Reading Festival has had a number of historic changes to its musical policy over the years. But these changes have recently caused people to question whether or not it is still a rock festival.
Originally founded as the National Jazz Festival, it was first held in 1961 and solely catered to jazz performers. It developed swiftly, soon bringing in new genres of blues and rock, with The Rolling Stones appearing in 1963. By 1969, jazz was nowhere to be seen on the bill. After that, rock slowly dominated the stage; by the mid-70s it was its primary genre. Reading’s line-ups in the 70s and 80s were littered with the likes of Iron Maiden, Black Sabbath and The Jam.
However, as time went on and the industry changed, Reading attempted to adapt. Their previously unchanged policy of rock and alternative music had left some audiences feeling alienated, and meant new markets of music hadn’t been taken advantage of. In the late 80s and early 90s acts such as Meatloaf, Bonnie Tyler, and even Ice Cube made their way to the sweaty stages of Reading Festival, often to be greeted by bottles.
During the 2000s and 2010s, the festival continued to expand its musical horizons. At first, this worked: the headliners tended to be catered mainly towards rock and alternative music, with other genres filling up the rest of the bill – this ensured that the festival’s primary audience could still be satisfied, while also continuing to keep with the times and attract newcomers.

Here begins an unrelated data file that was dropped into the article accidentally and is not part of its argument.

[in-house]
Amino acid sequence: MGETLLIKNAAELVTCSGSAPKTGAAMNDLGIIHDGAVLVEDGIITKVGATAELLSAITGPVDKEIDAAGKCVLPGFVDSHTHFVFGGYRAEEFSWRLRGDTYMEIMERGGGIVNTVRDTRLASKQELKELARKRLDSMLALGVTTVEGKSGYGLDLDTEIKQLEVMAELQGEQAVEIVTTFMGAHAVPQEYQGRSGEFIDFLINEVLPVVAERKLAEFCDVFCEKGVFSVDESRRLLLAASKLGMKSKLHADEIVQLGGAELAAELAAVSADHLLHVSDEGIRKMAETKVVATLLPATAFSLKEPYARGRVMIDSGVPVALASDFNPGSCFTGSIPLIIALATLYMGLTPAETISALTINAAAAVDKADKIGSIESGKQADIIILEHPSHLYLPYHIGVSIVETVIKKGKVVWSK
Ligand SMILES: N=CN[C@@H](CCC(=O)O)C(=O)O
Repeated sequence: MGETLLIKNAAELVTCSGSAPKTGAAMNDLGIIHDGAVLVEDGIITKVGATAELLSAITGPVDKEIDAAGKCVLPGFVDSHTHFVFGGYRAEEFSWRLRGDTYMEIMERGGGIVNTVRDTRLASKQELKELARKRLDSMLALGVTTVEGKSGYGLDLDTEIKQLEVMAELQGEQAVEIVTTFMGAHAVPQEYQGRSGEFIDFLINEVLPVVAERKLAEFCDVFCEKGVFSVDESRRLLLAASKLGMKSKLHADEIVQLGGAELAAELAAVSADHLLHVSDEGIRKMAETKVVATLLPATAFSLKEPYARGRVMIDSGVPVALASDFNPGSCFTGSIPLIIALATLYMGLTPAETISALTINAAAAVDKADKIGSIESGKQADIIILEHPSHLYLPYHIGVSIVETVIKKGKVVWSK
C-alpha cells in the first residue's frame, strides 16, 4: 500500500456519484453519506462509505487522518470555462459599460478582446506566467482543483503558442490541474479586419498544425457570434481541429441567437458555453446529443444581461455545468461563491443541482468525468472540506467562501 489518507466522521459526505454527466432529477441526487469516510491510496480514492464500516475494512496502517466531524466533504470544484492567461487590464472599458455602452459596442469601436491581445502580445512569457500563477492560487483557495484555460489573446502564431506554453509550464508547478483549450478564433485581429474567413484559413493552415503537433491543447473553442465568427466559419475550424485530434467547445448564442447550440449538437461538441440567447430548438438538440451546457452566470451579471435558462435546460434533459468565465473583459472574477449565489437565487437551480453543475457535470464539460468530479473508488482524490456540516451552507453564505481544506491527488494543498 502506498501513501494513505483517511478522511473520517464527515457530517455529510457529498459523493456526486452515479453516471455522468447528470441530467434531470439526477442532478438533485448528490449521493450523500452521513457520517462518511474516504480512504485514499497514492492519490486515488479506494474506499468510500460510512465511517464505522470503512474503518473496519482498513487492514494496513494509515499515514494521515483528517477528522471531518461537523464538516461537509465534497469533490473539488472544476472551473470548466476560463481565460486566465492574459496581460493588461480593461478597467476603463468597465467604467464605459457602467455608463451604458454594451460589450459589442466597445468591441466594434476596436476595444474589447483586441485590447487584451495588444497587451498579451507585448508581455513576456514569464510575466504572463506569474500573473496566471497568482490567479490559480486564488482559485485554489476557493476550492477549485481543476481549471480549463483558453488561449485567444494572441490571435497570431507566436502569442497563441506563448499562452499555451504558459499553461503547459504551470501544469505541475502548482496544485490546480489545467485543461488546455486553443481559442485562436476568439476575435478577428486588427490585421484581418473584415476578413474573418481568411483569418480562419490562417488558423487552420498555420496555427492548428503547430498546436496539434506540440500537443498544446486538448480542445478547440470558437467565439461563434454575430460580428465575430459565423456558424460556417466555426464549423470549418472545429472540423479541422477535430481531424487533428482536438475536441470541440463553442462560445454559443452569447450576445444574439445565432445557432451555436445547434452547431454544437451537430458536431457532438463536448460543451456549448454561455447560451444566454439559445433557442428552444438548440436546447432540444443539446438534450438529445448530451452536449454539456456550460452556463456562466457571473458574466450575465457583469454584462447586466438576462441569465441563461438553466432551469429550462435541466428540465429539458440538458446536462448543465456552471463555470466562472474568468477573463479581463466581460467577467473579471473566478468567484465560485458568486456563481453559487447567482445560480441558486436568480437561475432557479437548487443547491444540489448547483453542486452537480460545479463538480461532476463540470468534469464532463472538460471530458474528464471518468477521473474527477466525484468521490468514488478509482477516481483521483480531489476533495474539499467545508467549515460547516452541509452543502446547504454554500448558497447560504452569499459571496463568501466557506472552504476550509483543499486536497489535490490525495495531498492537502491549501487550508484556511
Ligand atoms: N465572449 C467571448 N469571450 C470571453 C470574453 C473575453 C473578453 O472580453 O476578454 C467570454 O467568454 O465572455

However, in recent years this formula has become spoiled. There has been much speculation on the genre and audience of the festival, and rightly so.
In 2019, Reading had Post Malone, Foo Fighters, Anderson .Paak and Billie Eilish all performing on the same stage. This is a confusing line-up, to say the least. The problem is not that these artists are not talented enough – they are all the best in their game. The problem is that they are all in completely different games, and no one knows where to look.
This has caused problems for fanbases and the artists themselves. There have been many instances of bottling and violence against acts that wouldn’t usually receive such behaviour. In 2016, lead singer Tyler Joseph of Twenty One Pilots was attacked and robbed when he crowd-surfed; other acts such as Daphne and Celeste, 50 Cent, and Panic! at the Disco have been bottled and yelled at throughout their sets. It makes you question why such differing acts are placed next to each other on the bill when it causes so much conflict.
So, to answer the question: no, Reading is not a rock festival anymore. Understandably, it has had to change with the times in order to stay relevant. The problem is that this change has gone too far – the festival no longer seems to cater to one audience and has attempted to dip its feet in too many genres. We know that this method can work – Glastonbury delivers a beautifully varied yet synchronised festival every year, without clashes between fans and artists. But Reading is not Glastonbury and fails to combine mainstream and alternative audiences into one harmonious event.
Granted, perhaps Reading doesn’t need to be a rock festival anymore – there are plenty of others on the market now. But if it wants to reclaim its status as a leading festival and keep its customers safe and happy, it needs some careful curation to disperse contrastingly different bands throughout its line-up without so much conflict.